However, most users are not worried about derating. Because these thin wires are mainly deployed in the high-density wiring area of data centers, where the link length is often much less than 90 meters.

In addition to the disadvantages of the slim patch cable mentioned above, it is more important to pay attention to the safety and reliability of the slim patch cable. To take the FS slim patch cable as an example, the slim patch cable is made with pure copper conductors, so its performance and security are enhanced over other cables made of copper clad aluminum. The slim patch cable certified by UL Listed and RoHS complies with safety and performance requirements, which makes it a more consistent and reliable connection when hard wiring your devices.

Does Slim Patch Cables Work With Power over Ethernet (PoE)?

The answer is "yes"! Power over Ethernet (PoE) is possible with slim patch cords, although the industry currently varies in terms of wattage recommendations. Today, PoE Type 2 can be supported with 28 AWG patch cords—higher wattages may be included in the future. As recommended, the transmitted power of slim patch cable is limited to less than 30W. In other words, slim patch cables can only be used in ordinary low-power PoE transmission. If it is a high-power device, using a regular patch cable is better.

When using slim cables, because of the cables' smaller size, the cables are closer, and more heat occurs. So don't bundle too many long and thin wires into a bundle to avoid overheating. For more details about deploying slim cable for PoE, you can refer to: Will 28 AWG Wire Work with Power over Ethernet (PoE) and How?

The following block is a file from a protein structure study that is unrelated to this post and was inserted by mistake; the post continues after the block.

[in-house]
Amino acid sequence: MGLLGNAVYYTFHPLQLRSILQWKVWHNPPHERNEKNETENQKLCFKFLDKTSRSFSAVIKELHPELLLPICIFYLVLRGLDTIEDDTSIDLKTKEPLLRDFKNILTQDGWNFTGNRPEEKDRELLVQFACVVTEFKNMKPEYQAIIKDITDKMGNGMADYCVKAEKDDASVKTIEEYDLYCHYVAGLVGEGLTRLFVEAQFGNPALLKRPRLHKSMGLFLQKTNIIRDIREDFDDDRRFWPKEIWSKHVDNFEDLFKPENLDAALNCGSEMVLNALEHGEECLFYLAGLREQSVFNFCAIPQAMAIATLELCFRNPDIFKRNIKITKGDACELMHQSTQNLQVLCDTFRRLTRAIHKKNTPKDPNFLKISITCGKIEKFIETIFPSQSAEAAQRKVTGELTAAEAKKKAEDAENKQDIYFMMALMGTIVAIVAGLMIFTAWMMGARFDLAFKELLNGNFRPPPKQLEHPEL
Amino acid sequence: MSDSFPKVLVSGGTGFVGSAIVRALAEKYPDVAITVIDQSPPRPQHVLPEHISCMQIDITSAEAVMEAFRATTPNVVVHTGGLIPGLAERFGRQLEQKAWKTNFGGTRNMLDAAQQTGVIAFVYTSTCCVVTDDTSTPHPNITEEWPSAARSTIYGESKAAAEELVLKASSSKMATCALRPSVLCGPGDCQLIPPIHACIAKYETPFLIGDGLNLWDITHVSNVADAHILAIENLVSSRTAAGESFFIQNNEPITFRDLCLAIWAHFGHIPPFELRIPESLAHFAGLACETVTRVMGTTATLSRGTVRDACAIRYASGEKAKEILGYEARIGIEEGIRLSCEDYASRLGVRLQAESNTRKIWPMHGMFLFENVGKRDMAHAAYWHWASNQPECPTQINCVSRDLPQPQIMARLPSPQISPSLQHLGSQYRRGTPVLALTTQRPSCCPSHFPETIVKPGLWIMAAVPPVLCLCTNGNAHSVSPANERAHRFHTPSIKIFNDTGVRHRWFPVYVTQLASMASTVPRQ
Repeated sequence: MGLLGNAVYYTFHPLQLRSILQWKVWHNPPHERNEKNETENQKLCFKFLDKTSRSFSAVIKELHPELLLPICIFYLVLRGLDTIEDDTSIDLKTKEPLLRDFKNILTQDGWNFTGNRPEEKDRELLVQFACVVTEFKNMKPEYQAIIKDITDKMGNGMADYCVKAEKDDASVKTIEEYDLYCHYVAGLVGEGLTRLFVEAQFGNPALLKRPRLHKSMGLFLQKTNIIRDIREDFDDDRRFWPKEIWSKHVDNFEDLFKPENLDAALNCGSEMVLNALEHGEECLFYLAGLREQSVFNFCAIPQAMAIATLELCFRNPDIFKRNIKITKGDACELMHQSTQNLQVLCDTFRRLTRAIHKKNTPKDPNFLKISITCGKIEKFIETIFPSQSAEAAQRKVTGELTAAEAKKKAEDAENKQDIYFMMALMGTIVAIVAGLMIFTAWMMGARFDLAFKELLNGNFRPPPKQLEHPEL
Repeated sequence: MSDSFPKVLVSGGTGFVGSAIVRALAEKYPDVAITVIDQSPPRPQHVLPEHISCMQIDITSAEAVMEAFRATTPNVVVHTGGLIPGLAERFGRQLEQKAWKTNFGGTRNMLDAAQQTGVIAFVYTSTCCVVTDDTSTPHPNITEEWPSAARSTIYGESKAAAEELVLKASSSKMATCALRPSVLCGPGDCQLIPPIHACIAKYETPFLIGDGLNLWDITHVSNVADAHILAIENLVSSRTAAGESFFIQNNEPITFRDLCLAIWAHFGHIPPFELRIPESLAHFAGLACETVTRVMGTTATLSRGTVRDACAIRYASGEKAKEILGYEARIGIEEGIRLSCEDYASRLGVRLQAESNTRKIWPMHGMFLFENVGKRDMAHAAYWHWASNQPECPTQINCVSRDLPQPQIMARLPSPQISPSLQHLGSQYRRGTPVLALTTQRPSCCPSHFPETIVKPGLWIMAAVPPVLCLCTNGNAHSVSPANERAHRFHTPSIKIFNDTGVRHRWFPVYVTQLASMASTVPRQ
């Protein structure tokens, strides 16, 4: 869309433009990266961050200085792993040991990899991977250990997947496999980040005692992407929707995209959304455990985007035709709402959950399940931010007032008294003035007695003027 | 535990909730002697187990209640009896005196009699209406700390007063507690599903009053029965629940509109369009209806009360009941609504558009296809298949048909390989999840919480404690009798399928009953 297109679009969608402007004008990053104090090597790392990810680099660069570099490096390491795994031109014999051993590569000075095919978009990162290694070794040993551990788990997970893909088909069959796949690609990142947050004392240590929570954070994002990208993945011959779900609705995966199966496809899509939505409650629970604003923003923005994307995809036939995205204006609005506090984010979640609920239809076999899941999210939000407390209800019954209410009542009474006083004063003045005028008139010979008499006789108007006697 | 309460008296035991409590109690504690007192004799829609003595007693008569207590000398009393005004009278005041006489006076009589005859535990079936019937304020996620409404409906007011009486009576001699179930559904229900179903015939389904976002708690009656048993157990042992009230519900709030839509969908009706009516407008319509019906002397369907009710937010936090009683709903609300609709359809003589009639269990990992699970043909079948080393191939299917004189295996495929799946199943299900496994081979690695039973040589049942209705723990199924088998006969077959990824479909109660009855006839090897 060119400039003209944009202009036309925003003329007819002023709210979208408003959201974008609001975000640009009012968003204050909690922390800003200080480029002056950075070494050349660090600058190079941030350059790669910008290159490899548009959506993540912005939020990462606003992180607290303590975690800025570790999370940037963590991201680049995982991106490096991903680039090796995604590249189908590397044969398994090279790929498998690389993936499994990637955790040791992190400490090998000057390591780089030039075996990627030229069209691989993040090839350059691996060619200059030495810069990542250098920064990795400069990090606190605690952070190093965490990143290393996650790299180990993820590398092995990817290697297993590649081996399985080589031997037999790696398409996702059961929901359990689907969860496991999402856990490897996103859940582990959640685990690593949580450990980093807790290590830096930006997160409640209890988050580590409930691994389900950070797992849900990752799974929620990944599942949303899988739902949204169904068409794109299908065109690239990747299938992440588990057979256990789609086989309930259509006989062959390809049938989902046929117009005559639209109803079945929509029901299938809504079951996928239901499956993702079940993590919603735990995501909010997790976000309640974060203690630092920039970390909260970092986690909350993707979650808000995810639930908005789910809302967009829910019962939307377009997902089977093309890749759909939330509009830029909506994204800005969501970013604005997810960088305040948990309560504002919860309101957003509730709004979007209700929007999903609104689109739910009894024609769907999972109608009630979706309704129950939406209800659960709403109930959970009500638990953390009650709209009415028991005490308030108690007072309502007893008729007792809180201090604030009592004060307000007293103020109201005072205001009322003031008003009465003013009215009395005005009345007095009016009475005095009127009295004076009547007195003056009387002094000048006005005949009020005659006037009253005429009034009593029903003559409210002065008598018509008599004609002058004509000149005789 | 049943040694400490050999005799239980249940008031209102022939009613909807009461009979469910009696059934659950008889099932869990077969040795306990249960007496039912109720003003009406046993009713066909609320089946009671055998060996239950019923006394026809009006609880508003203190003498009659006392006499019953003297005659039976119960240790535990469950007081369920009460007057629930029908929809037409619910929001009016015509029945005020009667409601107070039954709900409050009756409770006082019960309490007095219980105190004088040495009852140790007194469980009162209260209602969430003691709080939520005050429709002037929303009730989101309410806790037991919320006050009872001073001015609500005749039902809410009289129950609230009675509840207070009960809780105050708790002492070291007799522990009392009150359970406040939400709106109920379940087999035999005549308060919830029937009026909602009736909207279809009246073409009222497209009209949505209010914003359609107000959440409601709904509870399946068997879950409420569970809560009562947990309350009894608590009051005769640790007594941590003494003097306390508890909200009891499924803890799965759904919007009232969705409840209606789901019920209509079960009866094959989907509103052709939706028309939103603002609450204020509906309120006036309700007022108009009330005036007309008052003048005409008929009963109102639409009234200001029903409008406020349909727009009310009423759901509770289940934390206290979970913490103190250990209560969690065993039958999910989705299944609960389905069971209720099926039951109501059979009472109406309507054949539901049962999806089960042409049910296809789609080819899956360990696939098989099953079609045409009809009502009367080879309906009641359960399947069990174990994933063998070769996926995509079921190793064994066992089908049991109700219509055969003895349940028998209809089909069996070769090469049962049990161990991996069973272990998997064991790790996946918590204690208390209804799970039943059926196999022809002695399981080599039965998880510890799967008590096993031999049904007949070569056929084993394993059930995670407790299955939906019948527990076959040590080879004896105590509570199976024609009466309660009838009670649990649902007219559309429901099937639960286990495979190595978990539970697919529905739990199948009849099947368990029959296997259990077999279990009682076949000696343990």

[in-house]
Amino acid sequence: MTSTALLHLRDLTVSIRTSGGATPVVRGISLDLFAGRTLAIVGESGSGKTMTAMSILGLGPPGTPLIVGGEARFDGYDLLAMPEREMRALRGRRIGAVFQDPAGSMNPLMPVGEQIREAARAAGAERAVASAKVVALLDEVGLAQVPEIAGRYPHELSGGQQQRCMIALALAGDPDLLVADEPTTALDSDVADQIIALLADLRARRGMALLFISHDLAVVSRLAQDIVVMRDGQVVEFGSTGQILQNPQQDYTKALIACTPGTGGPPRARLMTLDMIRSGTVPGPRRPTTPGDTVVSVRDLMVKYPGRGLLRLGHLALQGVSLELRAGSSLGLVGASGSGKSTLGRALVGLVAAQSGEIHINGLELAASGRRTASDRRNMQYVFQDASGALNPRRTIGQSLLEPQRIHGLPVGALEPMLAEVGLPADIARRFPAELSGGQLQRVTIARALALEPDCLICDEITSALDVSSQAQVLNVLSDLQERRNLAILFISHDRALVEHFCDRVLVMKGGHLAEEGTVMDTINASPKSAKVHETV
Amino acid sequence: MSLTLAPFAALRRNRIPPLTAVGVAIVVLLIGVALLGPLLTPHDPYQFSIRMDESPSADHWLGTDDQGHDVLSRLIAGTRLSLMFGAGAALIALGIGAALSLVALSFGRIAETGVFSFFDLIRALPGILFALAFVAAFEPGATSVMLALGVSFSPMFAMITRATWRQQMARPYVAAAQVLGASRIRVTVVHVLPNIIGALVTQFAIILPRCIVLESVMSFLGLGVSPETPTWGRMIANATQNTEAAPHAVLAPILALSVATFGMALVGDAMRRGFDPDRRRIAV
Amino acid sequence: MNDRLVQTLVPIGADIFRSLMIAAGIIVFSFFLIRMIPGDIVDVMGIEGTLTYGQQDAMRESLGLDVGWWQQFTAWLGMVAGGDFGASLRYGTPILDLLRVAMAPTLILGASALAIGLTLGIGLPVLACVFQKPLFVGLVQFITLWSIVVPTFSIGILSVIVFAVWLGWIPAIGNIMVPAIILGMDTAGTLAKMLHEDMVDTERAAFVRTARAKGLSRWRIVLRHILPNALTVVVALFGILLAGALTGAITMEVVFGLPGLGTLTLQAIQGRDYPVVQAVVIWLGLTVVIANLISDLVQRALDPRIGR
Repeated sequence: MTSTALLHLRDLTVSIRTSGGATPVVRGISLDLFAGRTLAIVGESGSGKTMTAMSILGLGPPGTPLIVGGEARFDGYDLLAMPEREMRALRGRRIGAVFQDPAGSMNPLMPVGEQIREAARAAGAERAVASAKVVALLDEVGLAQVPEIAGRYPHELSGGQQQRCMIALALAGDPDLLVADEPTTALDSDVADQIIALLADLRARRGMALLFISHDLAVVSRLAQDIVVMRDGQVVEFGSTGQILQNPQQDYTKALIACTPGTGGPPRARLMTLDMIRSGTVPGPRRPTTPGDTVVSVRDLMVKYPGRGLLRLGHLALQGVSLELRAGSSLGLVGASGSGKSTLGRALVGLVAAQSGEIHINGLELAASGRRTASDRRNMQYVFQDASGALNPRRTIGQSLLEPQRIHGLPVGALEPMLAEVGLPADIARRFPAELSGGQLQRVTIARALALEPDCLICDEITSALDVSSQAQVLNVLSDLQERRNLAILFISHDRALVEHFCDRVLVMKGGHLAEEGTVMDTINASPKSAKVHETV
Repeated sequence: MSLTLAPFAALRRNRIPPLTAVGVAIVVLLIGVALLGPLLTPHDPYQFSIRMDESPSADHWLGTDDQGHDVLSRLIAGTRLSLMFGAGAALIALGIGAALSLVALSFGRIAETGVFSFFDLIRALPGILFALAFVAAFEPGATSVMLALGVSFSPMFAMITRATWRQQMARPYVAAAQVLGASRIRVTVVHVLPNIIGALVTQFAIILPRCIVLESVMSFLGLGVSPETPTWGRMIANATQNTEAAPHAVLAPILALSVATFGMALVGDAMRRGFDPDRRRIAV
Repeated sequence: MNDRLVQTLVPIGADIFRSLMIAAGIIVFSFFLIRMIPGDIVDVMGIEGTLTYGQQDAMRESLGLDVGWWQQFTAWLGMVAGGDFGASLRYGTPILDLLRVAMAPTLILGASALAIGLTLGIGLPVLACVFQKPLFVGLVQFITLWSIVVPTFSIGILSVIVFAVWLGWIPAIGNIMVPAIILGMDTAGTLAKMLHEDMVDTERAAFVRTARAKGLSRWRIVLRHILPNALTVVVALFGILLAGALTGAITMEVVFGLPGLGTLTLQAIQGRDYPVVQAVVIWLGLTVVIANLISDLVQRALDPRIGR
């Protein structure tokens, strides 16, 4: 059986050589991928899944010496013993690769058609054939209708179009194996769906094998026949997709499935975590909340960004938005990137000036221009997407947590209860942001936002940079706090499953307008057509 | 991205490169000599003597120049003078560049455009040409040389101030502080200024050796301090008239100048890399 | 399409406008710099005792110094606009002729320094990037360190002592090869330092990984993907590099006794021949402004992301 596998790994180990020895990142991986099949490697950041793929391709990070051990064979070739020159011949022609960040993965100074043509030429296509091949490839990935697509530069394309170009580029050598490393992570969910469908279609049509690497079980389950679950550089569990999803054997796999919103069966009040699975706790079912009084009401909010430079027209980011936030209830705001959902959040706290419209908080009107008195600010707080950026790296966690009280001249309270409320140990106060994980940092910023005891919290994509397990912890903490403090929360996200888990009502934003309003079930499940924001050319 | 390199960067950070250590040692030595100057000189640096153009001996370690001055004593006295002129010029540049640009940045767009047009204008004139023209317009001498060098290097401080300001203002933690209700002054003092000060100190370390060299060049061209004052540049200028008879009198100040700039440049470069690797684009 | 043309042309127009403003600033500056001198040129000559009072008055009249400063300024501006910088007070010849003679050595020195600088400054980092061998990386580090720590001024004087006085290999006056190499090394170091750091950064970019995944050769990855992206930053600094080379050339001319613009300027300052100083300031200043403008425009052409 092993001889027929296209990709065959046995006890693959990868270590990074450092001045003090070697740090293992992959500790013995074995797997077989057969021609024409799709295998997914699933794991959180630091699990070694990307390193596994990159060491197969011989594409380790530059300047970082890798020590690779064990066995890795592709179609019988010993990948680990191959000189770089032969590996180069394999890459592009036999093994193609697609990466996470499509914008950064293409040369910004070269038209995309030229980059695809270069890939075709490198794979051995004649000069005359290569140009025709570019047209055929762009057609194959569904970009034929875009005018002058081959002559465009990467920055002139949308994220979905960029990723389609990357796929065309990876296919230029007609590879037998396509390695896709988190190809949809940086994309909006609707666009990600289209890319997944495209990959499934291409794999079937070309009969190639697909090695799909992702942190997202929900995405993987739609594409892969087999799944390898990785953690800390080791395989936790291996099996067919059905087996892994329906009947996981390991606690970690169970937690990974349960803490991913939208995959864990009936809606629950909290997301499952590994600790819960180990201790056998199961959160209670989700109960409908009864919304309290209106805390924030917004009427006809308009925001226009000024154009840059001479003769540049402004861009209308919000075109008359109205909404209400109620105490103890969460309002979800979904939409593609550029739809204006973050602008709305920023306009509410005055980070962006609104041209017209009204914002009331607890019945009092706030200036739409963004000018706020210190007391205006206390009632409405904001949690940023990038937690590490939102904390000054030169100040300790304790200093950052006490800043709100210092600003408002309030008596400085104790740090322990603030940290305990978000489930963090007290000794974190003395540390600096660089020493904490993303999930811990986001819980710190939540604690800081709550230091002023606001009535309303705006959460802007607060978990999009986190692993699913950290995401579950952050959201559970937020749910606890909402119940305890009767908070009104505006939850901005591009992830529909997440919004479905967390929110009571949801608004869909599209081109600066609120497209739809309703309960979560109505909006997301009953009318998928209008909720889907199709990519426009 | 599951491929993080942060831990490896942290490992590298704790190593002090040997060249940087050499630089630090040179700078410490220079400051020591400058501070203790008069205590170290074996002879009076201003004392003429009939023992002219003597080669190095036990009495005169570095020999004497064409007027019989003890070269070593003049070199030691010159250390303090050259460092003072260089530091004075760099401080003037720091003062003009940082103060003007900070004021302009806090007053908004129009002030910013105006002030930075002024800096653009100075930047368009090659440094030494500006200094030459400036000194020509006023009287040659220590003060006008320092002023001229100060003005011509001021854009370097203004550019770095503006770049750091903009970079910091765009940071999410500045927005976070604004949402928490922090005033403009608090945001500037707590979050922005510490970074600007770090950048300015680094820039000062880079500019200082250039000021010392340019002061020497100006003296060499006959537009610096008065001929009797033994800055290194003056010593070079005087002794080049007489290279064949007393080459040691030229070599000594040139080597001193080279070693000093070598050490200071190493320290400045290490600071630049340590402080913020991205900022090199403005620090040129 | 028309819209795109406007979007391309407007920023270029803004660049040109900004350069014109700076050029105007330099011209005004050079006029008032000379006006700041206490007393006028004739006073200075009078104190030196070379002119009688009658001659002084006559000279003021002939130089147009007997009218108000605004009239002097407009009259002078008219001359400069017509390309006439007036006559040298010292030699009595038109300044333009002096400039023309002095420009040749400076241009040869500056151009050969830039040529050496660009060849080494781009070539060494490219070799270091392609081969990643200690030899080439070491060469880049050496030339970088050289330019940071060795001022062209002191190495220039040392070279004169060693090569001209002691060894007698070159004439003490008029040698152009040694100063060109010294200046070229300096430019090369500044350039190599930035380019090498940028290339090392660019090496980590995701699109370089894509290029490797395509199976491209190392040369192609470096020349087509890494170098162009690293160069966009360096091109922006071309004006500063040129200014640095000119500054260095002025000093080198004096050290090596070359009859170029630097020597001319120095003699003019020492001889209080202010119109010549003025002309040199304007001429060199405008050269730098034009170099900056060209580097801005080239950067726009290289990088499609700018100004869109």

What Scenarios Can Slim Patch Cable Be Used in?

In fact, the slim patch cables can be used in all applications that require twisted-pair cabling, including PoE. For their small wire diameter, they are usually deployed in high-density environments, such as data centers and telecommunications rooms. And they allow for easier access for maintenance and improve overall network administration. It’s also important to note that 28 AWG cable cannot be used as horizontal or backbone cable – only as patch cabling to connect an endpoint device to something else. Their maximum distance is just 10 meters according to the standards.


Without sacrificing speed or reliability, FS slim patch cables are a great choice for anyone dealing with high volumes of cables. Thinner patch cables equate to better airflow without crowding and overheating . They can also enhance your network, make the most of your server room and clear up space.

Related Articles: Slim vs. Regular cat6 Cable: Which to Choose?

You might be interested in

See profile for Sheldon.
Decoding OLT, ONU, ONT, and ODN in PON Network
Mar 14, 2023
See profile for Irving.
What's the Difference? Hub vs Switch vs Router
Dec 17, 2021
See profile for Sheldon.
What Is SFP Port of Gigabit Switch?
Jan 6, 2023
See profile for Migelle.
PoE vs PoE+ vs PoE++ Switch: How to Choose?
May 30, 2024
See profile for Moris.
How Much Do You Know About Power Cord Types?
Sep 29, 2021